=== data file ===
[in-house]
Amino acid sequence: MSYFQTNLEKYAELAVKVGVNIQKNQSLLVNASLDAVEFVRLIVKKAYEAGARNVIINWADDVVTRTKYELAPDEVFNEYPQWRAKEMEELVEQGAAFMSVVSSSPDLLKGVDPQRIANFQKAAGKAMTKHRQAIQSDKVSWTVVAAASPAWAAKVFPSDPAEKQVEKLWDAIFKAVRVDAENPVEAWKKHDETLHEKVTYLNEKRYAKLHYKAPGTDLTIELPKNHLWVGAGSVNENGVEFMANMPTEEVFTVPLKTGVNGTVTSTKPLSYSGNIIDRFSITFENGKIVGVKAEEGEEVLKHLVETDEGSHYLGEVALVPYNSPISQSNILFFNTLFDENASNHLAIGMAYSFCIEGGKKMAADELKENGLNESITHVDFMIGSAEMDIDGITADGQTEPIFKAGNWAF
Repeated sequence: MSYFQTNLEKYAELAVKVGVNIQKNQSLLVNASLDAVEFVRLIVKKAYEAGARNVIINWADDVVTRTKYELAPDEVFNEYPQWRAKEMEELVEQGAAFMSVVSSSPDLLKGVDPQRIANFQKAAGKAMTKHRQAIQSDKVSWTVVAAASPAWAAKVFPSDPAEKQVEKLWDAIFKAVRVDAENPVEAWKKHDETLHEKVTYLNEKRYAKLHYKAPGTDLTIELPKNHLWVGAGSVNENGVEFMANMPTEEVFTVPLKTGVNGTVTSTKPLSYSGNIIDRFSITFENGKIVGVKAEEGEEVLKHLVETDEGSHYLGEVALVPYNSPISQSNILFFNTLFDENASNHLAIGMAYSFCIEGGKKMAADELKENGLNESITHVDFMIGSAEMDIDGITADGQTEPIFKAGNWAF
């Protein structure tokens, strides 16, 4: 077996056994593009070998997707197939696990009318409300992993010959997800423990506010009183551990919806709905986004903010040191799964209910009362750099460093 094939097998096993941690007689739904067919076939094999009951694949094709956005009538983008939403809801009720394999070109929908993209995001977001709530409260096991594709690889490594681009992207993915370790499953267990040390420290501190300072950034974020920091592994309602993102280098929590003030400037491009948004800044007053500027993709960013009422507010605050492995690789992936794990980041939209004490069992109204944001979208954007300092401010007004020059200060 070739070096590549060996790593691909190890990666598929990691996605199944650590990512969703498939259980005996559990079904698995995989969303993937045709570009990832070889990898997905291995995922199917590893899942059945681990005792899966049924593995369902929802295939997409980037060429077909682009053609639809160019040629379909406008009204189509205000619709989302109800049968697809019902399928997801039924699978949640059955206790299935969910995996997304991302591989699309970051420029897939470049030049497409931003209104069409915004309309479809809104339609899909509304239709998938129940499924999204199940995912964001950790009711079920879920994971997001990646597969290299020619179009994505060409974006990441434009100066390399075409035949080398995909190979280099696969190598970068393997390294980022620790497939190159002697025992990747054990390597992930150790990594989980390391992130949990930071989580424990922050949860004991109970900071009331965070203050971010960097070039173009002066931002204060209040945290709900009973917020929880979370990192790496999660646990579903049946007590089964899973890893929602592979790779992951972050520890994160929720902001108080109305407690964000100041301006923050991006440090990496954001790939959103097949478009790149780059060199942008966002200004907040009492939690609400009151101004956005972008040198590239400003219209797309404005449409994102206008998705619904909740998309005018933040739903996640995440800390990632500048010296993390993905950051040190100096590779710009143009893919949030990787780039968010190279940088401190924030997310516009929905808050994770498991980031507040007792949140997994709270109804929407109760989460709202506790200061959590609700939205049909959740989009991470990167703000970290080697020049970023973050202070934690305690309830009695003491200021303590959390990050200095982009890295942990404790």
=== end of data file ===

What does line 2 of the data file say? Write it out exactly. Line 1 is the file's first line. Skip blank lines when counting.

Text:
Amino acid sequence: MSYFQTNLEKYAELAVKVGVNIQKNQSLLVNASLDAVEFVRLIVKKAYEAGARNVIINWADDVVTRTKYELAPDEVFNEYPQWRAKEMEELVEQGAAFMSVVSSSPDLLKGVDPQRIANFQKAAGKAMTKHRQAIQSDKVSWTVVAAASPAWAAKVFPSDPAEKQVEKLWDAIFKAVRVDAENPVEAWKKHDETLHEKVTYLNEKRYAKLHYKAPGTDLTIELPKNHLWVGAGSVNENGVEFMANMPTEEVFTVPLKTGVNGTVTSTKPLSYSGNIIDRFSITFENGKIVGVKAEEGEEVLKHLVETDEGSHYLGEVALVPYNSPISQSNILFFNTLFDENASNHLAIGMAYSFCIEGGKKMAADELKENGLNESITHVDFMIGSAEMDIDGITADGQTEPIFKAGNWAF